Traditional belief, particularly in IT industry, suggests that if you place put together a group of outstanding persons/experts along with a mix of average persons and some below average persons and ask them to work on a problem then what you will most probably get is sub- optimal results.
This book turns the above notion upside down and suggests that certain types of problems and decision making are best solved by groups (the larger the better) of reasonably informed and engaged people. The group’s answer, he shows, is almost invariably better than any expert’s answer, even better than the best answer of the experts in the group.
The author also places great emphasis of what constitutes an ideal group:
Intellectual diversity: Different opinions and perspectives (unlike most management teams and boards, who tend to select others who think the same way they do.). The author suggests having a physicist in a group which is trying to solve a chemistry problem.
Independence: Freedom from the tendency to want to agree automatically with what one or more other group members says, and
Decentralization with Aggregation: Individual access to different, specialized knowledge, and a mechanism for effectively sharing that knowledge with the rest of the group.
The book begins with a taxonomy of three types of problems that individuals and groups try to solve:
Cognition problems: Problems with one definitive answer that we try to accurately assess after considering available and missing information (e.g. what’s a stock worth, who will win an election, or what caused a disaster).
Coordination problems: Where an optimal combined solution is needed for a problem that affects a whole group, and where this optimal solution is usually sought by having each individual act in personal self-interest (e.g. finding buyers and sellers for products, or determining the best route to work in traffic), and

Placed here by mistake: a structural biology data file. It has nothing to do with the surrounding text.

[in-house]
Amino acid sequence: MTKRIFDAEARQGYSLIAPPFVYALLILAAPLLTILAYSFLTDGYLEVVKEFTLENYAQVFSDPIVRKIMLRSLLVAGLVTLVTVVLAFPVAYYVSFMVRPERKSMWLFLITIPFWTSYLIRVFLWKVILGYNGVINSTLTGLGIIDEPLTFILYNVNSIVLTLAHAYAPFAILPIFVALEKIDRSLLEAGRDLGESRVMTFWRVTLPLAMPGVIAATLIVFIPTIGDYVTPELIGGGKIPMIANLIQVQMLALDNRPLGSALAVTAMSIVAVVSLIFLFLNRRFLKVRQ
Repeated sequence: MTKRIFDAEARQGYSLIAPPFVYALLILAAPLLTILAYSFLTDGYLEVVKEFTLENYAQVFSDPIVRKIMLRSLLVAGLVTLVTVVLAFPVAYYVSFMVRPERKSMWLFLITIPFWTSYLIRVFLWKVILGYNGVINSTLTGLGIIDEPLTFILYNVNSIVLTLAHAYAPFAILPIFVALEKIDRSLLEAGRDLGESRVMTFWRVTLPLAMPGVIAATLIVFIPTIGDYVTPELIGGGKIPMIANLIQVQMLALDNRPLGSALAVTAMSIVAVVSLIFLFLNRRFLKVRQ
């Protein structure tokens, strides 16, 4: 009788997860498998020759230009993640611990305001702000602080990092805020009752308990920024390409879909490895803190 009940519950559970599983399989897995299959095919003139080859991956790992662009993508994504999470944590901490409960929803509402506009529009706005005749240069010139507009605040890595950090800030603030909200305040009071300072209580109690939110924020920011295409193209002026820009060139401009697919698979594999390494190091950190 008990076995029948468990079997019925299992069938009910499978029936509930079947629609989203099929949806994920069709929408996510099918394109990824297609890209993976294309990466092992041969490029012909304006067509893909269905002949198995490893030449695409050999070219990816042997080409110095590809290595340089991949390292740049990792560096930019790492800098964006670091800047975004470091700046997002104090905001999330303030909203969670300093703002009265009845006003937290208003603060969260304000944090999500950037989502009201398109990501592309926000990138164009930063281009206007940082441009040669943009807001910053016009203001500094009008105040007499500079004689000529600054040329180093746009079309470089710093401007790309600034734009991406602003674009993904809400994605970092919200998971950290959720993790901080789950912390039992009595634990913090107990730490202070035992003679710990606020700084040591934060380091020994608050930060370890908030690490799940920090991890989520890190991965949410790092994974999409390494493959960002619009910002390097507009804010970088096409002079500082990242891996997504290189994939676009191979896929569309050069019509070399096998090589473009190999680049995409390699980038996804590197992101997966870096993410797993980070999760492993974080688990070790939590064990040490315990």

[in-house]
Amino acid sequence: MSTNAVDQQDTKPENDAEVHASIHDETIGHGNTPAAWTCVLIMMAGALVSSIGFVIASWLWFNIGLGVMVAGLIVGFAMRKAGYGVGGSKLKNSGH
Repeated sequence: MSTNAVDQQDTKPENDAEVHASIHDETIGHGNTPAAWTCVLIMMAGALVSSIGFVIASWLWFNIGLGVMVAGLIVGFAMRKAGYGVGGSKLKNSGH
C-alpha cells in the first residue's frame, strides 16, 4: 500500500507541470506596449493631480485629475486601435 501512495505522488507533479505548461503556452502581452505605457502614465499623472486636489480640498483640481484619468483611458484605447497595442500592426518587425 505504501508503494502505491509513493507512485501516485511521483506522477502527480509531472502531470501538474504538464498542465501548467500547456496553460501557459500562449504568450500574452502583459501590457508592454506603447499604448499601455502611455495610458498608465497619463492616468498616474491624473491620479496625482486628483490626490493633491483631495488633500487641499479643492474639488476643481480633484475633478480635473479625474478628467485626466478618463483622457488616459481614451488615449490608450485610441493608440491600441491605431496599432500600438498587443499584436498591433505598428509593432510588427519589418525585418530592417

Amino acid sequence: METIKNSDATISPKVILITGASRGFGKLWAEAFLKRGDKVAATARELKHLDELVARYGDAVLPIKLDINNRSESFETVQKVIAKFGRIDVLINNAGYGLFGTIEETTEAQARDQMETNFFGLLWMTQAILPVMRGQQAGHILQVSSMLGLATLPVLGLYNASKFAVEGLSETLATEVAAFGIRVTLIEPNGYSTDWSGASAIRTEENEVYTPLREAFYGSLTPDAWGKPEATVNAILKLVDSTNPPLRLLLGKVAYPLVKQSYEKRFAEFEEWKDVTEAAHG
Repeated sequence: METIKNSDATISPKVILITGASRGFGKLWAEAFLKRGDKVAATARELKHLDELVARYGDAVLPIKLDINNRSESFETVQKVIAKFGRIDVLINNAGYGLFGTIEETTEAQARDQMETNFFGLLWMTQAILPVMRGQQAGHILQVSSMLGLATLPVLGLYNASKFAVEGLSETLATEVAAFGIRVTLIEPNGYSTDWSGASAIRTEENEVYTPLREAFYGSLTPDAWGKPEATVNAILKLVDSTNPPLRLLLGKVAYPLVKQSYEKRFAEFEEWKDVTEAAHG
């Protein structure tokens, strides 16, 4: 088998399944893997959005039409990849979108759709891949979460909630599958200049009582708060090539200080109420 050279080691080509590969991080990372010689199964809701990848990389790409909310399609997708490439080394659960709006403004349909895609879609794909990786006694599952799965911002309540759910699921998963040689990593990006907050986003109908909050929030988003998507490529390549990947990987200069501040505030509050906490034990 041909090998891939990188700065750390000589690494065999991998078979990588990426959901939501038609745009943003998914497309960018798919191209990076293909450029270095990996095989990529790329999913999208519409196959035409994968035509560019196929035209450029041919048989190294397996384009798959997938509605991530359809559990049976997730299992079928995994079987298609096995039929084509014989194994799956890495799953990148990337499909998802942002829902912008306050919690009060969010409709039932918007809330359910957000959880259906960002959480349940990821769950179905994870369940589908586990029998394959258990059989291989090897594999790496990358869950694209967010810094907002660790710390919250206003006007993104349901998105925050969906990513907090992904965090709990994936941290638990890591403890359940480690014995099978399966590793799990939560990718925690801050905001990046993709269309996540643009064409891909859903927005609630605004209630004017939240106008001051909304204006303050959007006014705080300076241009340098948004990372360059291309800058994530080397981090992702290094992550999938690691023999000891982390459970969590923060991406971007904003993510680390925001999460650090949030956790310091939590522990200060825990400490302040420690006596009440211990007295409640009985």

Cooperation problems: Where an optimal combined solution is needed for a problem that affects a whole group, and where this optimal solution usually depends on individuals trusting each other and acting fairly and in what they perceive to be collective self-interest rather than just their own (e.g. how to deal with pollution, devise a tax system, or remunerate employees).
The author provides numerous examples and observations from our daily lives, corporate settings, social examples to make this book interesting. He also points out that answers/solutions coming out from group are not exactly “average” or “consensus” answers. The author terms the groups answers to be a “collective” answer with the superiority of the collective answer depending importantly on the group’s members having ‘Intellectual diversity’, ‘Independence’ and ‘Decentralization with Aggregation’
However what the author does not do is provide how his findings can be applied. I think that is left to the reader to figure out.
All in all it is an excellent intellectually stimulating book that conveys it’s message through simple observations and findings.